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Kar’s Nuts acquires Sanders as Detroit-born brands combine

Regional chocolate and caramel icon Sanders is being acquired by another Detroit-born snack maker, Kar Nut Products Co.

Kar’s Nuts, an 85-year-old trail mix manufacturer based in Madison Heights, on Wednesday acquired Sanders owner Morley Candy Makers LLC. They did not disclose a purchase price or other details of the deal.

Together Kar’s and Clinton Township-based Morley create a snacks and candy maker with an expected $185 million in total sales this year. They employ 525 people, mostly in Michigan.

The integration means a concerted national distribution push for Sanders’ candy and less focus on its ice cream-slinging Michigan storefronts.

Both ship products across the country, but Kar’s distribution network is more vast: Shoppers can find their nuts and mixes in more than 70 different stores or chains, ranging from Ace Hardware to Piggly Wiggly, Sam’s Club, Dollar General and Circle K convenience stores.

Sanders expands the trail mix maker’s product line from relatively healthful snacks to what Kar’s President Nick Nicolay calls the “premium indulgent space.”

Sanders, bought by Morley in 2002, has made confections for 143 years. It’s best known for artisanal chocolates and caramels, dessert toppings and its locally ubiquitous Bumpy Cake. Kar’s also inherits eight Sanders Chocolate & Ice Cream Shoppes in metro Detroit, Mackinac City and Mackinac Island.

Morley wants to make Sanders “America’s confectioner,” CEO Brian Jefferson said, and this acquisition is the way to do it.

To find Sanders products now in Denver, for example, you would need to visit Saks Fifth Avenue; in Dallas, Saks or internationally focused grocer Central Market. Sanders is widespread, however, in specialty grocers and department stores such as Marshalls, Home Goods and Kohl’s. It does sell nationally through grocery chains Meijer and Costco — and regionally and “growing” through Kroger. But it’s angling for a greater grocery and convenience store presence, especially as convenience stores become more “upscale,” Jefferson said.

Jefferson; his wife, Karen; and a group of other investors acquired Morley a little more than a decade ago. At the time, it had annual sales of $15 million to $20 million. Doubling down on the Sanders brand led to years of growth.

Kar’s will initially focus on candy distribution, Nicolay said. It delivers direct to around 4,000 stores in Michigan alone and is looking specifically at Sanders’ caramel mini-bites — one of its most pervasive grab-and-go offerings.

“We’re not going to let go of cakes and ice cream,” he said. “But the candy, for us, is where they have the greatest reach so far and where we feel we have the greatest immediate opportunity.”

In fact, QVC recently showcased Sanders candy on its online and TV networks, which brought strong sales and a nice bump in national exposure for the local brand.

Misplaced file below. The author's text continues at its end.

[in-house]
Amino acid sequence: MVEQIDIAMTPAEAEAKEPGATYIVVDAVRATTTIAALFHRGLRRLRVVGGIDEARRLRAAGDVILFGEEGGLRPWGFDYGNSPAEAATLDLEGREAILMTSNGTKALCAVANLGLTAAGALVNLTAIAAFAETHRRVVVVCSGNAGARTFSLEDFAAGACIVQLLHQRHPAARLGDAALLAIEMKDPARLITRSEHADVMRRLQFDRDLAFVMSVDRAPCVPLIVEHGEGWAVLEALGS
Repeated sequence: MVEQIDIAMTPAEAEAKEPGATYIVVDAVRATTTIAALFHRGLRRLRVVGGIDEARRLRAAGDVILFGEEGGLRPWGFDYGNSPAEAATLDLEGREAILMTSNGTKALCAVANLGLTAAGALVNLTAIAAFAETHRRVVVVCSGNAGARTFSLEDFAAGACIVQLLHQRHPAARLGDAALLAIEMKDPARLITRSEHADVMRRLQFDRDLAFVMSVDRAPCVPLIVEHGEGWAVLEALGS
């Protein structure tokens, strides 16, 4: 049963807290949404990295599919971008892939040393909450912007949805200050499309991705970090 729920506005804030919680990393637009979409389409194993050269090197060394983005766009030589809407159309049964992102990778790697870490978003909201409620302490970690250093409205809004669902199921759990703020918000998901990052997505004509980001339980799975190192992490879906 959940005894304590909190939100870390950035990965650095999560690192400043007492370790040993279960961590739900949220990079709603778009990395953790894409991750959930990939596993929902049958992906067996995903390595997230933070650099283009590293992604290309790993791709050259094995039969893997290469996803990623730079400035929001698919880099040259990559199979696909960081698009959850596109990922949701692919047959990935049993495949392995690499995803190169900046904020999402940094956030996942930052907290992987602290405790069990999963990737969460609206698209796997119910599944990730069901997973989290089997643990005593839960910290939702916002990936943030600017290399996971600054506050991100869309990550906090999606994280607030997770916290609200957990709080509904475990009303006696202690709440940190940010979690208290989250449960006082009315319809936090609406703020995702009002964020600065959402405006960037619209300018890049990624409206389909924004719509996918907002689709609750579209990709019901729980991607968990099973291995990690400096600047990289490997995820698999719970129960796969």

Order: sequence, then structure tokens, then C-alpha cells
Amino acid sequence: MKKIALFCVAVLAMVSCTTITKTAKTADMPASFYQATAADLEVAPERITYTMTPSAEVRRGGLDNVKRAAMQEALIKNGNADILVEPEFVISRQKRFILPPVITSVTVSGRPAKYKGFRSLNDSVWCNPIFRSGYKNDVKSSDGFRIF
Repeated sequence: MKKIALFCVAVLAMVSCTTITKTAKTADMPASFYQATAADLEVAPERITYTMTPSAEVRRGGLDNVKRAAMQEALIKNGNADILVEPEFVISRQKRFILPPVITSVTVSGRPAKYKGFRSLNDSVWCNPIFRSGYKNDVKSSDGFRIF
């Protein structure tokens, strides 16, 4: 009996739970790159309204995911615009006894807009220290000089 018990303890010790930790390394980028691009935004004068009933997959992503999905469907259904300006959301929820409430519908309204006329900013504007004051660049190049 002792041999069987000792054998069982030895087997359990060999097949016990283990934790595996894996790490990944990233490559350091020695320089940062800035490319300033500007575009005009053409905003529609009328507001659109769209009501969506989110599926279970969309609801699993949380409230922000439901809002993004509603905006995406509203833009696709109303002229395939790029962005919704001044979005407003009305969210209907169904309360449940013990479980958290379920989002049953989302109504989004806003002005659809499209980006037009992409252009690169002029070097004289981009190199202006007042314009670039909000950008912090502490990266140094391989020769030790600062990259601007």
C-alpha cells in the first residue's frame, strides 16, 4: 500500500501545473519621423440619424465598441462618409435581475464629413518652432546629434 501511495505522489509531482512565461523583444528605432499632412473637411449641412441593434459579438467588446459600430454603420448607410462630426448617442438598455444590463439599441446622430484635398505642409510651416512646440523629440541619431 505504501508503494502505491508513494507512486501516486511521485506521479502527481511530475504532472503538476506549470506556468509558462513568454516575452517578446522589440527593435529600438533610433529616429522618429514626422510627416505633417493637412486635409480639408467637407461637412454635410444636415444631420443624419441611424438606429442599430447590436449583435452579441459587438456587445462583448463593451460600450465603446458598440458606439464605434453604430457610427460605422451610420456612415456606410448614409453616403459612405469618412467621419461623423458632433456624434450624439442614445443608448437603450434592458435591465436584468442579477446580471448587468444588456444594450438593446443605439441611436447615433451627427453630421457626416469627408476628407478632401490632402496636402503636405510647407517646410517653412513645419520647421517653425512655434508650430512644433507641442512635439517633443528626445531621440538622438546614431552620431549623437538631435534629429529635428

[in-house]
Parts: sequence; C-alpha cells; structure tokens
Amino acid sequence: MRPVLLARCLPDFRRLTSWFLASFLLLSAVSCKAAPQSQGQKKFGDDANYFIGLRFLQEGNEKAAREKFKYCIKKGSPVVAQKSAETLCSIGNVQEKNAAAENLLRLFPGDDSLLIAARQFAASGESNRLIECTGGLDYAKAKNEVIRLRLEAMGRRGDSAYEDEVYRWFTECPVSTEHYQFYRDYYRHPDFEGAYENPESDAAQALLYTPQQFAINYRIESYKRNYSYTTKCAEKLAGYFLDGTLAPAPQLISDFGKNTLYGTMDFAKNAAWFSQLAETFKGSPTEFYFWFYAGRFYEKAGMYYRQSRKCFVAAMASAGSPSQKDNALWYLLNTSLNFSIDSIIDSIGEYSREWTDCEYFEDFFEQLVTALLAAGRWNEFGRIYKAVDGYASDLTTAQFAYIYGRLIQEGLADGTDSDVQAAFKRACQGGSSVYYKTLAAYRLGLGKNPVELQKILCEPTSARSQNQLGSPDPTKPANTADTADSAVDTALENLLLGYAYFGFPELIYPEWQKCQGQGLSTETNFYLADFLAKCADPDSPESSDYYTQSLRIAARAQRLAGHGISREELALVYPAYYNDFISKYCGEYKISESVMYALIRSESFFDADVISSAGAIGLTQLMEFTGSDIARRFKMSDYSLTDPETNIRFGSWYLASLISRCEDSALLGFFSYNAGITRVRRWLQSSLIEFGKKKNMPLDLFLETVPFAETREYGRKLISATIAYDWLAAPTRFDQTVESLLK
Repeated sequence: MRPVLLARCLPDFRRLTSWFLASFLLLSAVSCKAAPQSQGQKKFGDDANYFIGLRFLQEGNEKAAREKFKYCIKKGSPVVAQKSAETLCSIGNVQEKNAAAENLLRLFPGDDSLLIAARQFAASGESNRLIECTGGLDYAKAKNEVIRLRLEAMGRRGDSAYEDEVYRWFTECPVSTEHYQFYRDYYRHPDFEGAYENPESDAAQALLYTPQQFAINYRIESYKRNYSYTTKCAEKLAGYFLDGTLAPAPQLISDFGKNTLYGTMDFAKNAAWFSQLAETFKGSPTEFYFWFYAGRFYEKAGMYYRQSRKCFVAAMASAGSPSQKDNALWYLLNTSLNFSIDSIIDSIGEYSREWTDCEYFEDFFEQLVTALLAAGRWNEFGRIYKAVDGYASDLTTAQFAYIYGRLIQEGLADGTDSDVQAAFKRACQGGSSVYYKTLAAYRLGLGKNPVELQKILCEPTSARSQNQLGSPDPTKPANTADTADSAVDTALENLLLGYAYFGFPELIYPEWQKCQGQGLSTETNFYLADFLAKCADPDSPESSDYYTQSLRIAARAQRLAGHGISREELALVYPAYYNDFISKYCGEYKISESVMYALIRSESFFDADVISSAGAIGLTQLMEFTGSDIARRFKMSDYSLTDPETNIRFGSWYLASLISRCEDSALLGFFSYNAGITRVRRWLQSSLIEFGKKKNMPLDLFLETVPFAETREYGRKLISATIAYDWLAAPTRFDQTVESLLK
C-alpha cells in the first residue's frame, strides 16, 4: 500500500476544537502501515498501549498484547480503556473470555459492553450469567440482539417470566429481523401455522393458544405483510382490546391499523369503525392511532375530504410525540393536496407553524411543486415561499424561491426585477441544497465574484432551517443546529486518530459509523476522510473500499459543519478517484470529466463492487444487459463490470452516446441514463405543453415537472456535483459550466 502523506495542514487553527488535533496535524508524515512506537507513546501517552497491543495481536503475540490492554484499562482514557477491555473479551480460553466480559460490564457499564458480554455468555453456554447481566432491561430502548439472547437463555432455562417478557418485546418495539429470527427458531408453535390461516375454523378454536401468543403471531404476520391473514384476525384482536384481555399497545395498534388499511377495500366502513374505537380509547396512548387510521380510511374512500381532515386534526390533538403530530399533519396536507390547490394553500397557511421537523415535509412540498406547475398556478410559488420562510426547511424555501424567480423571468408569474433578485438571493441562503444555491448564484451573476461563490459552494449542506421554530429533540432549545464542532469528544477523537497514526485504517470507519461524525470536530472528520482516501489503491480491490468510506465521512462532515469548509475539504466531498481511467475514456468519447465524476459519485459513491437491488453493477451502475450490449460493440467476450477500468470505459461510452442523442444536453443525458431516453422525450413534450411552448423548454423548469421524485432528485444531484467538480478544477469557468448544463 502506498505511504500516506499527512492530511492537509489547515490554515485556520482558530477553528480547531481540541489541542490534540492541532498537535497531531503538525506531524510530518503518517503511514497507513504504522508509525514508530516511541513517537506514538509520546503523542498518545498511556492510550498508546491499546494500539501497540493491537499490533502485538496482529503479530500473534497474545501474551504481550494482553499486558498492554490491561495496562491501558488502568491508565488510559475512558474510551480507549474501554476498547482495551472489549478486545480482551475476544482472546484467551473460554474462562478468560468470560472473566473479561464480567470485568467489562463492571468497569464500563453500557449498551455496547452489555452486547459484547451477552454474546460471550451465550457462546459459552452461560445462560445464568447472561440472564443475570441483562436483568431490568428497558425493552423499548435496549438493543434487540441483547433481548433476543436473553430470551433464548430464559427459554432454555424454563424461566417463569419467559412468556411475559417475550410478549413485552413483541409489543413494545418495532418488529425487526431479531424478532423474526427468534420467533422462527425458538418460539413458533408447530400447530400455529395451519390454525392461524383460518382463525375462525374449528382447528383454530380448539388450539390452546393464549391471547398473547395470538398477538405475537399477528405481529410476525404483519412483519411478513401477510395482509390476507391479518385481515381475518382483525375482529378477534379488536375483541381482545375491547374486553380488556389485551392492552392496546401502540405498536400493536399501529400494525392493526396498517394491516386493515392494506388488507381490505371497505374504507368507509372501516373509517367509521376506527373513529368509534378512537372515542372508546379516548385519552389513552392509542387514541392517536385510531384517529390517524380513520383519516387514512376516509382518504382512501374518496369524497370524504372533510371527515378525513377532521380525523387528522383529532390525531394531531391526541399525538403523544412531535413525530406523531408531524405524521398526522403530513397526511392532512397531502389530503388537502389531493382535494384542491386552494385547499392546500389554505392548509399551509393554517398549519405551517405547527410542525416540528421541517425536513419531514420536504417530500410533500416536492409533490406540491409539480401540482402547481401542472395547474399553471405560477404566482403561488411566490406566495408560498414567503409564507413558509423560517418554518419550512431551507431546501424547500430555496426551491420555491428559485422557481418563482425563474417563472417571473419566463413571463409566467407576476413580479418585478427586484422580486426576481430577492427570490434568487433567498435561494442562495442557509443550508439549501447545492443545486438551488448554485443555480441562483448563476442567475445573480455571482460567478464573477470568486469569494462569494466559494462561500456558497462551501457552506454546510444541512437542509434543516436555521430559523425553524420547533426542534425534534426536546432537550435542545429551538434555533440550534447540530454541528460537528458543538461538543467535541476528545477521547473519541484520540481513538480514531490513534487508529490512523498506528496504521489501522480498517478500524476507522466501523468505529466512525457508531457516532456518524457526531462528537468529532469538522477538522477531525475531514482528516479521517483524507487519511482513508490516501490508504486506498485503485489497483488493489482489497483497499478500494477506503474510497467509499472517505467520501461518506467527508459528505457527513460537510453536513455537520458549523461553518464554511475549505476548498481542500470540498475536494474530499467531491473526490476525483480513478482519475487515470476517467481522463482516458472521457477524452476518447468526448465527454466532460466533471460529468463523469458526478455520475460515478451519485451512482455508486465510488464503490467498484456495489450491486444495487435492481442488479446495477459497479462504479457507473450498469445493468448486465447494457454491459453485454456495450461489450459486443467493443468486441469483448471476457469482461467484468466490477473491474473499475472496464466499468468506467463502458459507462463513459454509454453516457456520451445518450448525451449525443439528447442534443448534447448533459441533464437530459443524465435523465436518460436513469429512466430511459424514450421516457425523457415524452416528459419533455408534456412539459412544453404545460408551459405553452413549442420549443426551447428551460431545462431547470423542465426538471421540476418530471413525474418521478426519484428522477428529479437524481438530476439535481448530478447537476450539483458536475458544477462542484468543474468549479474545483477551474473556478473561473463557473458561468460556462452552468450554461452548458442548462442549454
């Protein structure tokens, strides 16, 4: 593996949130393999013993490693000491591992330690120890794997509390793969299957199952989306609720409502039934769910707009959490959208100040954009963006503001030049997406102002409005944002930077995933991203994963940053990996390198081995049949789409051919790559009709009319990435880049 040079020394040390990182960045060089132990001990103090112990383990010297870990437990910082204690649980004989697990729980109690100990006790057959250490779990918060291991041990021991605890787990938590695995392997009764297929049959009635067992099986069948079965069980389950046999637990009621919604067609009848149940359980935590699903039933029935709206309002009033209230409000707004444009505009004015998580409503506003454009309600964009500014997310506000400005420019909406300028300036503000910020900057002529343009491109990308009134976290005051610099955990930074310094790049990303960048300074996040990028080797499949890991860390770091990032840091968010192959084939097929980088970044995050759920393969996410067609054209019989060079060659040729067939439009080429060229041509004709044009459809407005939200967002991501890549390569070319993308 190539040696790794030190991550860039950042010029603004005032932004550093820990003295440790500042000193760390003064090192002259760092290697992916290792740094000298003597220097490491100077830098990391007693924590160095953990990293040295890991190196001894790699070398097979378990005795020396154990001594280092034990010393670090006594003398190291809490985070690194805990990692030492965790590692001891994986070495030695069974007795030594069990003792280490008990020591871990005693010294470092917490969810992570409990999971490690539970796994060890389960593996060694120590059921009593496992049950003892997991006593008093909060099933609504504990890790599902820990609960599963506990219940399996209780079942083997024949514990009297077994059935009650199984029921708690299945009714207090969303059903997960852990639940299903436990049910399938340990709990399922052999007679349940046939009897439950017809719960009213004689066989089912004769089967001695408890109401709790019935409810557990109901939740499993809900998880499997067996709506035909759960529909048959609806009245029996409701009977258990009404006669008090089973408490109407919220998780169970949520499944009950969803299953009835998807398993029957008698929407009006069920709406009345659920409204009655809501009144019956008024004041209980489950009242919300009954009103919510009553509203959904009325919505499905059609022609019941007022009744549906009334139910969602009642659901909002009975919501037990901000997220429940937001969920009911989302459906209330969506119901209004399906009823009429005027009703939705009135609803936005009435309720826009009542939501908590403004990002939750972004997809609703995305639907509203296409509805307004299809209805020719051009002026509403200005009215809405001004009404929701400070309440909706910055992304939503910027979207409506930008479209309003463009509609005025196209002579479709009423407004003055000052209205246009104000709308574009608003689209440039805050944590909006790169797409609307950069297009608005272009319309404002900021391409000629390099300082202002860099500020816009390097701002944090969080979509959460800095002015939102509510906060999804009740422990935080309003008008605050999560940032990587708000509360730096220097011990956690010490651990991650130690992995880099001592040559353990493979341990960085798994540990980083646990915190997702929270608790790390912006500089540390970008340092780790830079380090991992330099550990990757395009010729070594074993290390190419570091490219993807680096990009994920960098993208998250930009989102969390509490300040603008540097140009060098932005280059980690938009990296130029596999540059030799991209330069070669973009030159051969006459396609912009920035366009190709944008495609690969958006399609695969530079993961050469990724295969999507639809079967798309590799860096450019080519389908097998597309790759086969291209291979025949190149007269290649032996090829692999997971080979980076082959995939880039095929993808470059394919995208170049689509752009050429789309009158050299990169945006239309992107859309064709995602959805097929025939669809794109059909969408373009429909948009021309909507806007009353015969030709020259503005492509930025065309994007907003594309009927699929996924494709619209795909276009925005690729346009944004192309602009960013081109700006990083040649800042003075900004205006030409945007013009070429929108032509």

The new focus means continuing a yearslong holding pattern for Sanders’ physical stores. It could also mean eventual downsizing, though Nicolay said none is planned.

The stores are profitable, Nicolay and Jefferson said, and offer brand recognition. But they’re not what stands out, in terms of growth potential.

“I think retail is somewhat challenging, brick-and-mortar retail,” Nicolay said. “… We don’t see any changes to that right now, but we’ll evaluate those a little bit later.”

Jefferson said he isn’t worried about the stores’ futures, because they’re still profitable.

Incorporating an entirely different brand into Kar’s repertoire is new; this is the company’s first acquisition.

It’s part of a new strategy since the food manufacturer sold a majority stake to New York-based private-equity fund Palladium Equity Partners LLC in spring 2017. Palladium and other equity holders have since made follow-on investments, including to support the acquisition of Sanders.

Nicolay declined to provide details on those investments.

Kar’s expects to keep all Morley employees, Nicolay and Jefferson said, and both are hiring: Morley for at least 20 positions and Kar’s for around a dozen. Morley will continue operating from its recently expanded facility in Clinton Township. Kar’s manufactures in Madison Heights.

Nicolay will lead the combined company and Jefferson expects to retire, possibly in around six months, after assisting with the integration and helping with product development. Jefferson didn’t provide details, but said new snacks combining the two brands’ specialties are in the works.

Morley Candy Makers still uses its namesake brand on products sold through fundraisers, but its overwhelming focus is on Sanders.

KPMG Corporate Finance LLC was Sanders’ financial adviser on the deal. Giarmarco, Mullins & Horton PC served as Sanders’ legal adviser and Jaffe Raitt Heuer & Weiss PC was legal adviser to Kar’s.

 

Posted By: Crain’s Detroit Business on October 24, 2018.  For more information, please click here to read the source article.

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